ARCHIVED – Backgrounder — Canada’s new asylum system
In December 2012, Canada implemented a new asylum system to accelerate the processing of refugee claims and deter abuse of the system. Several new measures have been put into place to achieve these goals including the creation of a Designated Country of Origin (DCO) list and faster processing times.
DCOs are countries that do not normally produce refugees, but do respect human rights and offer state protection. There are currently 37 countries on the DCO list including the Czech Republic and most countries in the European Union.
Claimants from a DCO have their refugee claim heard faster. Eligible claims are heard 30-45 days after the claim is referred to the Immigration and Refugee Board of Canada (IRB).
Since implementing the new system, there has been a significant decrease in asylum claims from all countries and most significantly from countries on the DCO list.
From December 15, 2012, until October 22, 2013, of the nearly 8,300 asylum claims made under the new asylum system, just over 600 have been from nationals from DCO countries. That represents eight percent of all the claims made. By comparison, in the three years preceding the new system, asylum claims from countries now on the DCO list accounted for more than a quarter of all claims made.
In addition, of all DCO claims that have been heard and decided by the IRB under the new system, 93 percent have been rejected, abandoned or withdrawn.
The aim of the DCO policy is to deter abuse of the refugee system by people who come from countries generally considered safe. Refugee claimants from DCOs have their claims processed faster. This will ensure that people in need get protection fast, while those with unfounded claims are sent home quickly through expedited processing.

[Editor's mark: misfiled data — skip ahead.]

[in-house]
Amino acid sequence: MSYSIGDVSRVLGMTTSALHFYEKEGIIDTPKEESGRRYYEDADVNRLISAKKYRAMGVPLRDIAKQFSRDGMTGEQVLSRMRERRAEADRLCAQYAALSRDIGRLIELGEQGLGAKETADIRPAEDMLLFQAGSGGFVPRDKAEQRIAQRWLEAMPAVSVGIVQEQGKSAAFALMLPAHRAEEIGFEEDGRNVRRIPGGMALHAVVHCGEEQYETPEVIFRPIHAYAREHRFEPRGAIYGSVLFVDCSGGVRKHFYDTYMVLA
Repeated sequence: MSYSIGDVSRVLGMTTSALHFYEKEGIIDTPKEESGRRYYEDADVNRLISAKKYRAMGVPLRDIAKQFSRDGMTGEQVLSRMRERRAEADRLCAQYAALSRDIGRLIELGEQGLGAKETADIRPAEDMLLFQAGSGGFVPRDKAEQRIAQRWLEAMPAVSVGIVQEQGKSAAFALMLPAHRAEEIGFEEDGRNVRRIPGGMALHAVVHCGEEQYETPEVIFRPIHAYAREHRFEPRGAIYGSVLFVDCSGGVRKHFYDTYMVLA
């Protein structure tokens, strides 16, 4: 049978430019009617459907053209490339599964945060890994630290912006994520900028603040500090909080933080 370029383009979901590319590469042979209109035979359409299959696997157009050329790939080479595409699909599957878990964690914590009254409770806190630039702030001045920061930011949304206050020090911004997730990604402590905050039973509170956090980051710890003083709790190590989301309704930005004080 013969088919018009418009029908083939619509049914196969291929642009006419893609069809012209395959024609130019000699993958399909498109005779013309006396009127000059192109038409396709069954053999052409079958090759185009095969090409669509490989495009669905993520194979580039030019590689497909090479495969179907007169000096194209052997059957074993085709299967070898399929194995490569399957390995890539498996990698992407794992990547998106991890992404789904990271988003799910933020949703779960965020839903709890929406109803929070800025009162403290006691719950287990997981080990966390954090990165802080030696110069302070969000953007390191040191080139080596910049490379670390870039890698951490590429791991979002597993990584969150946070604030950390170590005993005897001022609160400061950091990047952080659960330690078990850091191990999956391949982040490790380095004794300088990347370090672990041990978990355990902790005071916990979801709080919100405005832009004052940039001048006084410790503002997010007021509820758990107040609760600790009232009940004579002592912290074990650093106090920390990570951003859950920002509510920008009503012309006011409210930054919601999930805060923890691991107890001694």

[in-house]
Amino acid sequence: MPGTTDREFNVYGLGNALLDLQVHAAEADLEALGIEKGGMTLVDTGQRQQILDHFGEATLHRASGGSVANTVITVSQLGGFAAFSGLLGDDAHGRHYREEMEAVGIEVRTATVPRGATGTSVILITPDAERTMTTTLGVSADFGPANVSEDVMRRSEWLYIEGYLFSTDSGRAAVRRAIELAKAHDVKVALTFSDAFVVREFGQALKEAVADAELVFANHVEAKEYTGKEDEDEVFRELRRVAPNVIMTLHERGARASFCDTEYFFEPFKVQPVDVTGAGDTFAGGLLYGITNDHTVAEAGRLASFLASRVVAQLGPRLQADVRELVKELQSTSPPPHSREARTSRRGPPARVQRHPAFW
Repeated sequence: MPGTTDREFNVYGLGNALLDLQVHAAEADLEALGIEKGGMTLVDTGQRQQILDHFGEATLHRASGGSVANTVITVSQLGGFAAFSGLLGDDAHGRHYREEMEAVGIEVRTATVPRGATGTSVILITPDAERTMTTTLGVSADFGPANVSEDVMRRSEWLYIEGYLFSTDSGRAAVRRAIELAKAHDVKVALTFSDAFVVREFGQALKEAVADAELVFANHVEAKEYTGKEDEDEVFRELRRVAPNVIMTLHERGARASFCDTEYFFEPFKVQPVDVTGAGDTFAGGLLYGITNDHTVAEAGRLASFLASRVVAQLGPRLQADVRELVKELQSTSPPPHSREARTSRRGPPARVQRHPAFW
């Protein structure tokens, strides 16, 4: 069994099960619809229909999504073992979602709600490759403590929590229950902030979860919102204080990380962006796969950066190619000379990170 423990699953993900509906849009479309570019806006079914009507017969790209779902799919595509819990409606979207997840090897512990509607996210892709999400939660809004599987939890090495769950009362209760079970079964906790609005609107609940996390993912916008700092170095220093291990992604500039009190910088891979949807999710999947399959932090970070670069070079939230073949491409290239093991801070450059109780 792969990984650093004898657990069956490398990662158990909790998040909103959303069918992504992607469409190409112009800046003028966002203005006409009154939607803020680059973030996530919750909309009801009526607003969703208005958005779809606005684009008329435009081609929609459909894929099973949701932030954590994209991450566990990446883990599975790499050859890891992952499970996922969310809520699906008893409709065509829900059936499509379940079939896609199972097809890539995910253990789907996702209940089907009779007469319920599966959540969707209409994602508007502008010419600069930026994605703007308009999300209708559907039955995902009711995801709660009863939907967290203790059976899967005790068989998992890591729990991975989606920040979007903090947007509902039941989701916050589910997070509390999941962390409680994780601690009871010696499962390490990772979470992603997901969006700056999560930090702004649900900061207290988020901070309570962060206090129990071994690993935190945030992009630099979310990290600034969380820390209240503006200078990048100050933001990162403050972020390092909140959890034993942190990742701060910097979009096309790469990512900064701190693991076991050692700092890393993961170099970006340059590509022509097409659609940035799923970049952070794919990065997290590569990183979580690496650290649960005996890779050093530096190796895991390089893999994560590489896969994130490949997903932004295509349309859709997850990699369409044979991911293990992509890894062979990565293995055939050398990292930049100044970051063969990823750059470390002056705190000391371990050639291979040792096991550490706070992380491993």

Eligible claimants from designated countries continue to receive a fair hearing at the independent IRB and are able to appeal a negative decision for review at the Federal Court. However, failed DCO claimants do not have access to the Refugee Appeal Division. There is also no automatic stay of removal for DCO claimants should they decide to appeal a negative decision at the Federal Court which means that they could be removed from Canada while their application for review before the Federal Court is pending; they can, however, apply to the Federal Court for a judicial stay of removal.
DCO claimants are ineligible to apply for a work permit until their claim is approved by the IRB, or their claim has been in the system for more than 180 days and no decision has been made. As well, DCO claimants face a three-year bar on applying for a Pre-Removal Risk Assessment following a final decision from the IRB.
Designation is not automatic.
A country must meet one of two quantitative thresholds or limits set out in a ministerial order. The triggers for a review are based on rejection rates, withdrawal and abandonment rates. A rejection rate (which includes abandoned and withdrawn claims) of 75 percent or higher may trigger a review. Similarly, an abandonment and withdrawal rate of 60 percent or higher may trigger a review.
For claimants from countries with a low number of claims, a qualitative checklist is used and includes:
- the existence of an independent judicial system;
- recognition of basic democratic rights and freedoms, including mechanisms for redress if those rights or freedoms are infringed; and
- the existence of civil society organizations.
Although there may be few refugee claimants from these countries, it may still be appropriate to designate these countries under the principle that they are generally not considered to be refugee-producing countries.
Once a country is triggered for a review, CIC may conduct a review in consultation with other government departments. The Minister of Citizenship and Immigration will make the final decision on whether to designate a country.
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